How to Hem a Dress

Taking the scissors to a favourite piece might seem daunting but raising the hem can completely change a garment - and it's not it as scary as it sounds! Here's a super basic guide to hemming that is a great #isewlation project as well as extremely satisfying. You can do this by hand if you don't have a machine.


  • Don't make your first attempt on a highly valued garment - give it a go on that old skirt/jeans you never really wear anymore. 
  • Use the correct needle. Use finer needles for lightweight fabric - and stronger, heavier needles for canvas, wool, denim etc. 
  • Make sure your garment is washed and ironed if necessary - wrinkles make getting a straight hem much harder. 
  • Make sure you have thread to match your garment colour - high contrast stitching will show every mistake and you're better than that. ;-)
  • RELAX! It doesn't have to be perfect and you can always unpick and re-do bits.


1. Roughly pin the new length
Put the garment on. Roughly pin or mark where you want the hem to sit. If possible get someone else to do this for you.

2. Lay out garment for refined marking
The best technique for getting your garment sitting evenly is to fold it at the centre front and centre back, then pin it together along the hemline. Imagine laying the garment out side-on, as if in profile.

3. Measure and mark the cut line
Measuring from the existing hem upwards, mark the distance from the existing hemline to 2cm below the new hemline mark. Mark every 5-10cm along from front to back. You can use a ruler to join these points to make cutting clearer.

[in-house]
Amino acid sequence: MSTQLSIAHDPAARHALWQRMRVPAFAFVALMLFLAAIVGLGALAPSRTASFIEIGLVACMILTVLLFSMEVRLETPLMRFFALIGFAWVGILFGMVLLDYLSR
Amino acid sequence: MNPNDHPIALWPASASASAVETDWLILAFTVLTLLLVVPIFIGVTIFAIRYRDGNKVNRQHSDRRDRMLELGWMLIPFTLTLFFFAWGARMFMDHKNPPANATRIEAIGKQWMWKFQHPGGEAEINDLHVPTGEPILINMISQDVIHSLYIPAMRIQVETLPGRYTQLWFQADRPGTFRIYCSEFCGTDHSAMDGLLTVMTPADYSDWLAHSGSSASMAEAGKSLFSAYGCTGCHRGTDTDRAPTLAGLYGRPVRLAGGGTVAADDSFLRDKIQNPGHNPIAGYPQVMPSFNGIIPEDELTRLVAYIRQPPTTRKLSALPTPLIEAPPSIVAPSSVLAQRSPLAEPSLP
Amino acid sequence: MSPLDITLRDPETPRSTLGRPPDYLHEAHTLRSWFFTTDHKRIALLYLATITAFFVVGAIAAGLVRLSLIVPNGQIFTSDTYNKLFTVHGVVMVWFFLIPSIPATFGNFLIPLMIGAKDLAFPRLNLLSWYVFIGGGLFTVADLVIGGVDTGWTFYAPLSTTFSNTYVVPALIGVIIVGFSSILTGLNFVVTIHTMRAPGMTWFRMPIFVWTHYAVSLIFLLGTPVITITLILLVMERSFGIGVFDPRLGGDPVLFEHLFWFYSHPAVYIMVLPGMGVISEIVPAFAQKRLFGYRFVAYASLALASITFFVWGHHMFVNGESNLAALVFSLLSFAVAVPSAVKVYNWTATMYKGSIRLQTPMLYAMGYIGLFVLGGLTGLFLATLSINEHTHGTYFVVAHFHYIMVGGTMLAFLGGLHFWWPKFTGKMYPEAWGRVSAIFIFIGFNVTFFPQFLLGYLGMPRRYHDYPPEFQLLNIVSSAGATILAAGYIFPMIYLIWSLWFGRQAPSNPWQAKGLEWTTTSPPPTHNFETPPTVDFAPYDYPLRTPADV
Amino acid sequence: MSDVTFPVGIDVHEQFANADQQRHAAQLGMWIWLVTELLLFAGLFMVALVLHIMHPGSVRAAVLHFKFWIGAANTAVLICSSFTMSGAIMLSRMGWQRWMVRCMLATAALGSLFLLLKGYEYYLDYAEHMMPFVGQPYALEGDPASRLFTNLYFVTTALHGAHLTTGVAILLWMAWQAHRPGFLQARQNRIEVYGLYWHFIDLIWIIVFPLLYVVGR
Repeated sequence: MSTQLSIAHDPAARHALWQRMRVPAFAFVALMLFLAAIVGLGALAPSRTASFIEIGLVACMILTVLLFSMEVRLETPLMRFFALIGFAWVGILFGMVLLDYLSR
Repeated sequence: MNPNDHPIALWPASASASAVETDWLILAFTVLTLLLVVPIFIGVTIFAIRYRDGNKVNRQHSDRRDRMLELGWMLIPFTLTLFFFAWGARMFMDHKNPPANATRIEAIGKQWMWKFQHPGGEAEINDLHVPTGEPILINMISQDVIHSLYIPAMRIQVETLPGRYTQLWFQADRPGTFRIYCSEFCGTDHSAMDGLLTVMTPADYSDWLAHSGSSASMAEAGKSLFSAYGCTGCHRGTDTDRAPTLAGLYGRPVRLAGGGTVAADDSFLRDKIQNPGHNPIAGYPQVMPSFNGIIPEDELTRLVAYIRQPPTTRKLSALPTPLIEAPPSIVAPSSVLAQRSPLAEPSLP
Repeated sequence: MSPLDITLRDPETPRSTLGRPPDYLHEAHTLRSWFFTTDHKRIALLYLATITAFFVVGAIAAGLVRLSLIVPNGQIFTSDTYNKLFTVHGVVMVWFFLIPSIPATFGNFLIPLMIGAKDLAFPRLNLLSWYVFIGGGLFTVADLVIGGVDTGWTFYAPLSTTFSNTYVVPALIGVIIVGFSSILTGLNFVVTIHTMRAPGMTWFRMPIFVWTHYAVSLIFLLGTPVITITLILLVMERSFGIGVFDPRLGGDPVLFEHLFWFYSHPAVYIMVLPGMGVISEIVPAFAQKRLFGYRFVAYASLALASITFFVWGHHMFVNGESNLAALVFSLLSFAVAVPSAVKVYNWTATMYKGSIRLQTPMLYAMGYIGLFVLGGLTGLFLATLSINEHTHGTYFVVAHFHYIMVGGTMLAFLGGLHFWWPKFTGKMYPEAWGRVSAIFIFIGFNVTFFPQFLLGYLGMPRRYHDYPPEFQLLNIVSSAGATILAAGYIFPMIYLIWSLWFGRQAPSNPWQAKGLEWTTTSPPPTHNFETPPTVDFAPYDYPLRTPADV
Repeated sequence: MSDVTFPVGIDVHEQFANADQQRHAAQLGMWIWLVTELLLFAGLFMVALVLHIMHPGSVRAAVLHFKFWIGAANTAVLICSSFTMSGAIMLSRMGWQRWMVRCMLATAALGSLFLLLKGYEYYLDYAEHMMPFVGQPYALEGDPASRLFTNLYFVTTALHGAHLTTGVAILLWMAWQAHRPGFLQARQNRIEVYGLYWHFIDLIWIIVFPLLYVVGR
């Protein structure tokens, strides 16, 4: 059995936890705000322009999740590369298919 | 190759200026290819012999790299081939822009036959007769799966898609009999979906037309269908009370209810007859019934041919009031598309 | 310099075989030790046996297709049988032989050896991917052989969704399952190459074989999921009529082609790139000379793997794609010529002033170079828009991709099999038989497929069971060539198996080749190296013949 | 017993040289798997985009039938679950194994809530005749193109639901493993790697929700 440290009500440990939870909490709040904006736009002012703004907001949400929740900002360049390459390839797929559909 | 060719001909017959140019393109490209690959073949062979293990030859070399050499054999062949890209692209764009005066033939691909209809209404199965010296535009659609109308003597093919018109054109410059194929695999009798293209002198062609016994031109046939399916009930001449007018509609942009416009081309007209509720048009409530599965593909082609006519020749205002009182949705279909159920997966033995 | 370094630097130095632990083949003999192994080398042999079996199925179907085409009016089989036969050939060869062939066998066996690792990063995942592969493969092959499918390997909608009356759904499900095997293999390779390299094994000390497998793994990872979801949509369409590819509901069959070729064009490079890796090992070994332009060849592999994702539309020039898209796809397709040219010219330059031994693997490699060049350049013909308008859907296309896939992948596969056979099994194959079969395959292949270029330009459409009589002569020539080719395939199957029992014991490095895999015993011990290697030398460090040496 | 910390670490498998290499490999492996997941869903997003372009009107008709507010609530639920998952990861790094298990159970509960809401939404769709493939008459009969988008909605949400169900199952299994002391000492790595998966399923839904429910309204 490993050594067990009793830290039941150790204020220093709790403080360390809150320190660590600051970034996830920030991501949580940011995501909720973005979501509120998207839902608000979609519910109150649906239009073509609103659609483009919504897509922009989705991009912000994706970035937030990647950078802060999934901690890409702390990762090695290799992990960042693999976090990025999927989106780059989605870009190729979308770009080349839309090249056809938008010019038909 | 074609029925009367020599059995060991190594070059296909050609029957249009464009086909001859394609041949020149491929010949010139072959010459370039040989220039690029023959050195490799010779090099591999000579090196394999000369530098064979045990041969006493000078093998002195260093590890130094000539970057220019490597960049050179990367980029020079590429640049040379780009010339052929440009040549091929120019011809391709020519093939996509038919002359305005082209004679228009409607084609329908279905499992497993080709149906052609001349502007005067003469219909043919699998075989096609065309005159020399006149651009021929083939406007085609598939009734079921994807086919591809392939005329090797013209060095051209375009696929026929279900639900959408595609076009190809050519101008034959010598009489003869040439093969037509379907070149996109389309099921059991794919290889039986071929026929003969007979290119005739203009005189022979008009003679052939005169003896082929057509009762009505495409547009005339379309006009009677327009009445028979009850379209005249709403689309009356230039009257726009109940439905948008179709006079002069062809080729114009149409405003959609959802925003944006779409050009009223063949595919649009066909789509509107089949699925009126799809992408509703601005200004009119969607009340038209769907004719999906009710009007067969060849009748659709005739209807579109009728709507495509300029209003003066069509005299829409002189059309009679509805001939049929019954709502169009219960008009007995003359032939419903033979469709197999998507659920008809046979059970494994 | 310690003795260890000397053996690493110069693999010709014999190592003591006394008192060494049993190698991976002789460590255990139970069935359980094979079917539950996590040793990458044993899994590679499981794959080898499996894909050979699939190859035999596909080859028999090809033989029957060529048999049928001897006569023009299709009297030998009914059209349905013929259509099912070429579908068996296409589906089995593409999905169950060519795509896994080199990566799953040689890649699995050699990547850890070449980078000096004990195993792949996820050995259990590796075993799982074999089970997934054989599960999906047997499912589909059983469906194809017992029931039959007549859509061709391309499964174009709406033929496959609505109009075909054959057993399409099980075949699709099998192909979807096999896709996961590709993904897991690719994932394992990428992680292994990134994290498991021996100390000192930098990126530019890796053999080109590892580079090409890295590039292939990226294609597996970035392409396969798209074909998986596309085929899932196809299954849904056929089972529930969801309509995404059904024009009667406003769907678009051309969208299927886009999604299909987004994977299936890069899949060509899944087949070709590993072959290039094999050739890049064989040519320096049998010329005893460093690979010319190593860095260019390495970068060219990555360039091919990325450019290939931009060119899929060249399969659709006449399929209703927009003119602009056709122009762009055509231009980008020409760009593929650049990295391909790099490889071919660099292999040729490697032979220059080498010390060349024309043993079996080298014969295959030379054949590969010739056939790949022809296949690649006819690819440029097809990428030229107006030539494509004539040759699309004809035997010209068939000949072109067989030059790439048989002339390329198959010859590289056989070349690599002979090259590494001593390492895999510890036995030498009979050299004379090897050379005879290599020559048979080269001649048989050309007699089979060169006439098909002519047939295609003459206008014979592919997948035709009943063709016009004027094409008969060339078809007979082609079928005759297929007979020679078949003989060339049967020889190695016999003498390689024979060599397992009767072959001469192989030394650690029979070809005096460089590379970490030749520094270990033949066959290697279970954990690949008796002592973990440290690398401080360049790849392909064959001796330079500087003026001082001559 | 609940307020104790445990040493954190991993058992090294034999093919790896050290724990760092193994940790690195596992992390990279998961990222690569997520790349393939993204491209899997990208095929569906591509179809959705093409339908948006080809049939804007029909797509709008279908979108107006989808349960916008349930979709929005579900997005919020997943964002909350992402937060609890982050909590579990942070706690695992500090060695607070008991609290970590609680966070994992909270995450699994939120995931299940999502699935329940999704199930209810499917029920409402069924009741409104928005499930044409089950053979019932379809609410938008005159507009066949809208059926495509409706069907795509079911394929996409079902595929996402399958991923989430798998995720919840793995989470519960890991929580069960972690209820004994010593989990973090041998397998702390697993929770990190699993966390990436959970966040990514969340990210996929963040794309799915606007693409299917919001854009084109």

This line is where you will cut, leaving 2cm to use for the new hem.
Eg: if it was 10cm from the existing hemline to the new hemline, cut 8cm off the garment. 

TIP: put some pins in above the new hemline to hold the garment together as you're cutting.
Cut along the line. You line should be 2cm below the desired finished length of the garment.
Ok, that's the scary part done! 

5. Serge your new hem
Serging, overlocking and zigzagging are all ways to stop raw fabric edges from fraying away, and I recommend it as a rule.
Use an overlocker if you have one (you only need the 3-thread setting for this).
If you're on a domestic machine, use zigzag. Set your zigzags wider and your stitch length shorter for best results.
If sewing by hand, use a blanket stitch - try YouTube for tutorials.
TIP: Practice on some of the cut-off fabric to get the stitching right. Not all fabrics have the same needs or behaviour. 

6. Pin up the hem
Fold your hem under 2cm from the edge and pin. Do this all the way around the hem, pinning approximately every 5cm. 
TIP: pin at the side seams, centre front and centre back first, then do each quarter separately to get the most even results.

8. Sew!
Set your stitch length normal/long.
Start at the centre back with the folded hem facing up (so you can see what you're doing!).
Sew a straight stitch all the way around. 
If you're on a machine, try and keep your machine foot 1.5cm from the edge.
If you make a mistake just stop, cut the thread, unpick the part you don't like and start again, making sure to overlap with the previous stitching. 

9. Finish up
Give it an iron, put it on and take a 10-minute smugness break to admire your handiwork - you nailed it! 


By Rachel Bradstock
Elise Design in-house tailor/sales consultant
Owner of The Definite Article fashion brand

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